Filtering by Tag: mississippi

Photographer William Eggleston pioneered use of colour at MOMA

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William Eggleston’s Greenwood, Mississippi (1973). Collection National Gallery of Australia, Canberra.

William Eggleston’s Greenwood, Mississippi (1973). Collection National Gallery of Australia, Canberra.

In May 1976, a photography exhibition opened at New York’s Museum of Modern Art that The New York Times described as the “most hated show of the year” and The Village Voice as “some sort of con”.

The principal reason for all the vitriol? The photographer, William Eggleston, had the audacity to print his images in colour.

Looking back, it may seem ludicrous there was such contempt for colour photography. However, at the time black-and-white was the prevailing aesthetic and colour photography was the realm of advertising. Furthermore, influential photographer Walker Evans had described colour as “vulgar”.

Despite the negative response, that MoMA exhibition is considered the moment when colour photography became an art form. With just one exhibition, Eggleston managed to show how the use of saturated colour could transcend its commercial origins. He suddenly made colour legitimate and he is often described as the greatest colourist in photographic history.

But colour wasn’t the critics’ only gripe. Eggleston was also lampooned for his choice of ordinary, nondescript subjects, such as a child’s tricycle, a man on a phone and a woman in curlers. He once famously remarked that “I’ve been photographing democratically” to sum up his approach. He also documented his personal life: his wife and children, but also the drug and alcohol-fuelled parties with musicians and artists, and his long-term lovers, such as Viva, one of Andy Warhol’s “superstars”. He is also renowned for taking only one photo of any subject, never a second shot.

For entire read please visit TheAustralian.

Bill Ferris Praises Mississippi and Southern Storytelling, mentions Eggleston and Imes

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Scholar-in-residence William R "Bill" Ferris shares, “Anywhere you go in Mississippi, at any moment, people are telling stories. All you have to do is listen,”.  Storying telling is a driving force of longevity of southern folklore that permeates music, literature, and visual art.  Ferris shares his appreciation for stories and those who share them.  Notably, two photographers are mentioned as exceptional examples: Birney Imes and William Eggleston.

“No photographer approaches what Eggleston does,” Ferris added. “He sees his photographs as a kind of narrative story in which you flip through the images as you would read a novel and at the end of many images, you have an impression as though you’ve read a book.”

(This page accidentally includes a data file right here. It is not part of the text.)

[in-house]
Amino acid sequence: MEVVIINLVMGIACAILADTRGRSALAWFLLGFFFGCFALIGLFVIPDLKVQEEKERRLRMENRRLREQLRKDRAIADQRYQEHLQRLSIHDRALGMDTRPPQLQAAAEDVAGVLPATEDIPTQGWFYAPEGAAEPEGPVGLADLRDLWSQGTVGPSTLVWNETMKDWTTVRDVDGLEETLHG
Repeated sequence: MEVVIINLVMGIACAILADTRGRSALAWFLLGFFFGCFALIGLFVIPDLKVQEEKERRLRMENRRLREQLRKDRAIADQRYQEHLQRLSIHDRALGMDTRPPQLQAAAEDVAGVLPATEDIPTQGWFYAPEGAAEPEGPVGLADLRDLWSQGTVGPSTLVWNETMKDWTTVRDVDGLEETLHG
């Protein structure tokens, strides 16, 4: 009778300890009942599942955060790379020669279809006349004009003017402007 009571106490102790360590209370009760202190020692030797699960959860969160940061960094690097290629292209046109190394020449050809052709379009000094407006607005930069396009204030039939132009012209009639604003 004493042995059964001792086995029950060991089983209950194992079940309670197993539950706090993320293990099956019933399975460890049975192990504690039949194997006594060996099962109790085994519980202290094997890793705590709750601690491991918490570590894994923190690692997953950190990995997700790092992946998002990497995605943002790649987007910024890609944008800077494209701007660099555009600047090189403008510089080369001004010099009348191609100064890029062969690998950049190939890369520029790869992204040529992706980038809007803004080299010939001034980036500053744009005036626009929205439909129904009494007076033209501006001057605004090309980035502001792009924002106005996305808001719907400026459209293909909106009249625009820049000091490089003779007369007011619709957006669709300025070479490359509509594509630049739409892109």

Ferris claims Mississippi has produced some of the greatest American photographers to date.

Read the entire article on Ferris' affinity towards Mississippi and The American South on


The Tidings Reviews John Chiara's "Mississippi"

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The Otherworldly Photography of John Chiara
August 6, 2015
by Heather King

I first encountered the work of San Francisco-based photographer John Chiara at a current exhibition at the Getty: Light, Paper, Process: Reinventing Photography.

Chiara’s cameras are old-school: a box with a lens. They’re also huge. He makes them himself and transports them on a custom-made flatbed trailer.

“Basically I have to find someplace I can roll up, parallel park and somehow get the camera in a position to take a photograph.”

He literally climbs inside the camera, which he affectionately describes as a “suffocation box.” "I’ve kind of made photography as labor intensive as I think it could be.” He usually manages but one photo a day.

He uses no light meter, no stopwatch, no film. The images, printed directly onto photographic paper, leave serendipitous traces of the process: striations, spots, tiny messages from afar that could be rogue birds, random UFOs or lost mosquitos that bumbled into the suffocation box.

He’s done series on the Bay Area, the Northern California Coast and Los Angeles.  

Recently, he spent a year traveling back and forth to Mississippi, absorbing its folklore, its people, its fields, streets, deltas.  

The result is a solo show — Mississippi — at Bergamot Station’s ROSEGALLERY through Sept. 5.

Chiara likes to frame views that aren’t necessarily “grand” or “picturesque.”  The photos, taken during 2013-2014, contain no antebellum plantations, no Spanish moss, no former lynching sites.

“I find myself photographing the way the light is hitting the inner branches of trees at a particular moment. Because I thought I saw history in there … I sensed meaning in its reflection of this place.”